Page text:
MTI contracted with Biobased Maine, a mission-driven trade association promoting the sustainable use of renewable biomass from forests, farm, and sea, to help with the RFI process. Biobased Maine’s mission is to achieve a sustainable biobased manufacturing industry in the state of Maine and members include manufacturers, raw material suppliers, landowners, farmers, consultants, research institutions, private equity and non-governmental organizations.
Read more about Biobased Maine and their future plans at the Digest’s “4 Minutes with…” interview from February 2018 with Charlotte Mace, Executive Director of Biobased Maine.
Leading the way
While the MTI news is quite exciting for Maine, there are also other exhilarating happenings in the biobased sector for the Northern state with a very appropriate motto – “Dirigo” which is a Latin word that means “I Lead.”
And leading the way they are – Jackson Laboratory, headquartered in Bar Harbor, Maine, recently created a new 3D bioprinting technique that creates a platform for precision immunotherapy. Going beyond biomass, these pioneers are using biobased innovations for progressive medical uses.
According to Jackson Laboratory, it’s now possible to 3D-print an exact copy of a patient’s tumor, right down to the various immune and other cells that surround it (known as the tumor’s microenvironment) and the capillaries that supply blood to it. The new platform will enable the researchers to observe, in action and in 3D, some of cancer’s tricks, such as co-opting immune cells in the microenvironment to suppress an anti-tumor immune response, thus tricking the body into ignoring a foreign invader.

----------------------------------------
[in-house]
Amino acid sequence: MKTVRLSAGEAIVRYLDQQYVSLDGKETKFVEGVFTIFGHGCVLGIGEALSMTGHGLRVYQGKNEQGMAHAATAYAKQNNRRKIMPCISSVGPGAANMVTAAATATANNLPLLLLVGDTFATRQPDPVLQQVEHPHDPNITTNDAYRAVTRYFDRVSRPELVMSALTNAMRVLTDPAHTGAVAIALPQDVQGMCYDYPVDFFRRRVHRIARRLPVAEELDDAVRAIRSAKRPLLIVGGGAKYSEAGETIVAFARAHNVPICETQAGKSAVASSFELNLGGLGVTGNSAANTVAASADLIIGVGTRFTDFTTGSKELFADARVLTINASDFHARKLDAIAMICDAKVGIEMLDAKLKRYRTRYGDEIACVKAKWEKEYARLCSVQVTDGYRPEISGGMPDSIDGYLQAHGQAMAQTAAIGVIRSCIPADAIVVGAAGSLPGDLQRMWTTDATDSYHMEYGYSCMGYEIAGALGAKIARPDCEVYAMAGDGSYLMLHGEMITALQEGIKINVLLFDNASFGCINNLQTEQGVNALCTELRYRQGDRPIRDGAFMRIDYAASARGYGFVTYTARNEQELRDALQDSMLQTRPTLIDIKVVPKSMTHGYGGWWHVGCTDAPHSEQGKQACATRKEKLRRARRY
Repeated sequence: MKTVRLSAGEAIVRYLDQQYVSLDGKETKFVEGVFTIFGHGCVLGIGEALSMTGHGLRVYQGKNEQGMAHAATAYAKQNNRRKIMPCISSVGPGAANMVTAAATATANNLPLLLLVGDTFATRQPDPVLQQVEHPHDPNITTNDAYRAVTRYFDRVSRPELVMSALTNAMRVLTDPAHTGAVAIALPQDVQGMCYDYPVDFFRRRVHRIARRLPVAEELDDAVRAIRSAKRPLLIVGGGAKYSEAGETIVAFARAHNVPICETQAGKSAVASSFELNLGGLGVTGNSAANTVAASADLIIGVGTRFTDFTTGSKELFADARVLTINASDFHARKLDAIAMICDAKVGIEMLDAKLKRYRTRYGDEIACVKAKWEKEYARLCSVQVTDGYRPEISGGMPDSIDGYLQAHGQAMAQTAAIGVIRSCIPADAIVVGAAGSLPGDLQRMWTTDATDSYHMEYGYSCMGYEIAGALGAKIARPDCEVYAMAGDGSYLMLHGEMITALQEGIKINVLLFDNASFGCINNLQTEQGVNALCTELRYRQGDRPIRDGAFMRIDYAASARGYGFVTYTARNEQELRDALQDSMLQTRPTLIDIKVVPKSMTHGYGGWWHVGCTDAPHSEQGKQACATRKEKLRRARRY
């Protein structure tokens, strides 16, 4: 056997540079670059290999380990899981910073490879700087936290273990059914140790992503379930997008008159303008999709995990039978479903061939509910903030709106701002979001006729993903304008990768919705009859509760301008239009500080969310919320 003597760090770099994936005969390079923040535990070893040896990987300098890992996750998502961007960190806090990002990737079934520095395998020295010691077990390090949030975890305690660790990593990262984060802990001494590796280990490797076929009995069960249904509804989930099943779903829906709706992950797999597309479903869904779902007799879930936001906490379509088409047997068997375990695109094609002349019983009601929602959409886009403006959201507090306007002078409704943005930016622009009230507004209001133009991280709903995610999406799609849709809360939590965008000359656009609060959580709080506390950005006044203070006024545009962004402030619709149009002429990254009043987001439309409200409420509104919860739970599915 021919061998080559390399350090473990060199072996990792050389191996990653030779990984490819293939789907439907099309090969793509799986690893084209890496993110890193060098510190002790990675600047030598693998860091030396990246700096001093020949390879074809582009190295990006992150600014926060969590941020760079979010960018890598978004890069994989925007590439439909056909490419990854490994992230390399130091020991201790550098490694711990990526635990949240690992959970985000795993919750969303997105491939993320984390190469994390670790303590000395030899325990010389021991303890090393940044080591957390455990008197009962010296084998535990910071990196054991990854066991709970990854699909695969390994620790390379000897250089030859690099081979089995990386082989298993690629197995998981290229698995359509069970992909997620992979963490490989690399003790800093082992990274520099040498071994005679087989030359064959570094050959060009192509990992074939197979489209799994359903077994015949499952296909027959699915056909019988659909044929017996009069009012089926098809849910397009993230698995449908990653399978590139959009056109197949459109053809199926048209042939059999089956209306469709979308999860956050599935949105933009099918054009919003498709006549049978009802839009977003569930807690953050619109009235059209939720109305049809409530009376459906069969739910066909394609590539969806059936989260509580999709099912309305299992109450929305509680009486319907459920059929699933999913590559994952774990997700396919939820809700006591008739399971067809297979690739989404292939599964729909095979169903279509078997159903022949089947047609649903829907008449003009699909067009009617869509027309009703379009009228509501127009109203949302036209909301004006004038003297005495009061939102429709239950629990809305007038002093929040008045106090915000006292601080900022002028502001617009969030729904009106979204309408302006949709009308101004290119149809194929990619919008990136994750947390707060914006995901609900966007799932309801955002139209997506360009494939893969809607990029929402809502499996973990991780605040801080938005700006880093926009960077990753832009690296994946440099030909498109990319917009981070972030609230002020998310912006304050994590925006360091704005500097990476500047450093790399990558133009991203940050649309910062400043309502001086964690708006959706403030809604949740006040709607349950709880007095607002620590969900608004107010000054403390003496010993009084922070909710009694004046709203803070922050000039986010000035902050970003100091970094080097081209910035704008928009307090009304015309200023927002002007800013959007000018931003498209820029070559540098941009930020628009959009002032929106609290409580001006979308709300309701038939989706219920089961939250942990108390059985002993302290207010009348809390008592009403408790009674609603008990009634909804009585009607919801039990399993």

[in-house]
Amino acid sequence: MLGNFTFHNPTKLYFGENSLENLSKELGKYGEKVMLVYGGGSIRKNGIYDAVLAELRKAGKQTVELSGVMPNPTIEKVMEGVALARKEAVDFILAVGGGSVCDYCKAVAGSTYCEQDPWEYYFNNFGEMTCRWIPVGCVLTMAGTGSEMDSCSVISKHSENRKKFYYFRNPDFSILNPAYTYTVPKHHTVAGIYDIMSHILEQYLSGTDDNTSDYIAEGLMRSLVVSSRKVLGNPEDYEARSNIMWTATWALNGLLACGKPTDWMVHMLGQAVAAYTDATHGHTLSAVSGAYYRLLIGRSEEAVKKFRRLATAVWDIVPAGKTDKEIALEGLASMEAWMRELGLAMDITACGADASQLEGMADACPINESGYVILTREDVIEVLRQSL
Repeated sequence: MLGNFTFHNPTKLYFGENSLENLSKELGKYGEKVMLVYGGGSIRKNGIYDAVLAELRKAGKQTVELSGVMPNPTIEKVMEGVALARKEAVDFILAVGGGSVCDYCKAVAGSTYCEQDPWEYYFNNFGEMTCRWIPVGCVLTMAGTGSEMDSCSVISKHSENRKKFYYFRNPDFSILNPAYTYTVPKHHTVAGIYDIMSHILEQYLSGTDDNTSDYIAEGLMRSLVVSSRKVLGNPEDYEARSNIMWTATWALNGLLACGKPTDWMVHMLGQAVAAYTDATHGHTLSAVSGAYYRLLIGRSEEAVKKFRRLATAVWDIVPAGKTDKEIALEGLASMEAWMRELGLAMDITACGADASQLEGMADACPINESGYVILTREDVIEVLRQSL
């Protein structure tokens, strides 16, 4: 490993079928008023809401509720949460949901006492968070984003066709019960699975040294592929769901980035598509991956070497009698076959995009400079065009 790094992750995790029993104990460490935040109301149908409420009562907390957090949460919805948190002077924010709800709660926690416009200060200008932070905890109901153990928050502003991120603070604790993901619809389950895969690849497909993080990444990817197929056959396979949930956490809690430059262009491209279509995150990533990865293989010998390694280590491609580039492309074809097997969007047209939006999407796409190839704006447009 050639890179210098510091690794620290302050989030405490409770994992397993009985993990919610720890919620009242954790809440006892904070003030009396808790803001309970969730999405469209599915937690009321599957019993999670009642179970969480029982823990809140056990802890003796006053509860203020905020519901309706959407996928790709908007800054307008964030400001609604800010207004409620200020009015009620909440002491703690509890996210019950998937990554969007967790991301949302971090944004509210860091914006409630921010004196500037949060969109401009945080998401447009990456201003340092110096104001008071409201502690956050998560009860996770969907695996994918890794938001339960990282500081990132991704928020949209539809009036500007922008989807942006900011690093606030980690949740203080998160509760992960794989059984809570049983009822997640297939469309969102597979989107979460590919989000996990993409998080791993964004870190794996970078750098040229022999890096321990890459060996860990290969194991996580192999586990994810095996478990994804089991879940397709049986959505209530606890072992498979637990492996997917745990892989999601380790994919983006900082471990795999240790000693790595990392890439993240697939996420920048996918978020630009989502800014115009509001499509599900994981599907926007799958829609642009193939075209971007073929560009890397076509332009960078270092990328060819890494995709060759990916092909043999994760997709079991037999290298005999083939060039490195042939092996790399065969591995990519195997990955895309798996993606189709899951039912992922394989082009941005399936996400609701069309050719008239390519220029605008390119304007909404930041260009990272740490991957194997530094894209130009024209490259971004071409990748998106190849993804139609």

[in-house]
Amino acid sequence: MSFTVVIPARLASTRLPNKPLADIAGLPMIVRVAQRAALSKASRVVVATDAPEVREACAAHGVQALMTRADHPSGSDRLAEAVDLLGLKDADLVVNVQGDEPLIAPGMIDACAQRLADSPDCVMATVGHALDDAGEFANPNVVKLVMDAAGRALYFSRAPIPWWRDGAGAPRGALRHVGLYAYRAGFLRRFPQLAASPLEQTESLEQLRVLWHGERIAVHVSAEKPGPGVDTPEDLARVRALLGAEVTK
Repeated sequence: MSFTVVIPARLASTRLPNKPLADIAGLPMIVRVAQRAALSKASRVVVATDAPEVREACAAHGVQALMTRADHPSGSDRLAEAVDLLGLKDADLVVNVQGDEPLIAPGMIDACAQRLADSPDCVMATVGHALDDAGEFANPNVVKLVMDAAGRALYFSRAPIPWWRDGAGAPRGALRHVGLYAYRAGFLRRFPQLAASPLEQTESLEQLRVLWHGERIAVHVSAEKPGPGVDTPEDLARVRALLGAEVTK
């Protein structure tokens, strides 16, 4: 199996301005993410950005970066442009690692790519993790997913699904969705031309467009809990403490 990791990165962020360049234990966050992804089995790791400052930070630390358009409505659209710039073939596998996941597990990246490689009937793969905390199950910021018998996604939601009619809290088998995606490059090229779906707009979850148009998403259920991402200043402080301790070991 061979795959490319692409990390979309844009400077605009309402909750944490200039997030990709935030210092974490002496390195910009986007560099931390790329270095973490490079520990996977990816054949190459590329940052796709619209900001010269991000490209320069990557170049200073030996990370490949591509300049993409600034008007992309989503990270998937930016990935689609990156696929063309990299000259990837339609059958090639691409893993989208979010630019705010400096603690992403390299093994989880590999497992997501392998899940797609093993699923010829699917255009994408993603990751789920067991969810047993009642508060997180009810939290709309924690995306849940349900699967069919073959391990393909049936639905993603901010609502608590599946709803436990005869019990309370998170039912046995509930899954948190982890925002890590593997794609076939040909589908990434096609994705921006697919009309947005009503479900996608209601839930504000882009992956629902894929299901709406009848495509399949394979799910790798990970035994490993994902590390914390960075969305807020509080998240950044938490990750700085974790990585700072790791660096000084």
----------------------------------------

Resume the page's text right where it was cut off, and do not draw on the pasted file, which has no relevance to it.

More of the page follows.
Here at the Digest, we’ve heard more about Fiberight than almost any other company in Maine though so it’s only fair we give a shout out to the recent developments there. In May, the Digest reported that although Fiberight tried to get its MSW processing facility up and running by April to begin receiving waste from 115 of the state’s communities, the facility should be up and running by year’s end even if it’s not ready to produce biofuels by then. The company secured $70 million in financing in January but wasn’t able to make progress as planned due to winter weather.
It’s also worth noting that in May 2017, the Digest reported that Biofine was seeking investors to help it scale up the wood-based biofuel technology developed by the Forest Bioproducts Research Institute. The company invested $200,000 in an old small-scale biofuel plant that was converted to run on the technology and demonstrate its viability. It was ready to scale up at the Old Mill facility where it is being tested or at other mill sites across the state that have shut down in recent years due to a decline in the pulp and paper industry, but no updates since then have been announced.
Sappi has also been getting involved in Maine with their Sappi North America Maine Forestry Program, as well as inspiring others by having leaders like Laura Thompson, director of sustainable development and policy initiatives who was named the 2018 Woman of Distinction by Girl Scouts of Maine for her work in encouraging girls to pursue activities in science, technology, engineering and mathematics. In February, Sappi North America joined national nonprofit The Recycling Partnership as a new funding partner, demonstrating its commitment to a better future.
In April, the Digest’s NUU reported that Maine’s craft breweries are getting innovative too and not letting wood pulp and spent grain go to waste. With over 100 breweries in Maine, Maine Coasters + Bio Boards teamed up with the University of Maine Process Development Center and started producing beer coasters made from the spent grain, vegetable dyes, and pine and spruce wood pulp.
The Pine Tree State sure has lots of trees – in fact, about 90 percent of Maine is forested, the highest percentage of any state. But what it has even more of is innovation. From MTI and Jackson Laboratory to Fiberight, Sappi, and beer coasters paving the way of the future, we see Maine as a leader among the Northern states and expect to see more exciting news from them in the coming months.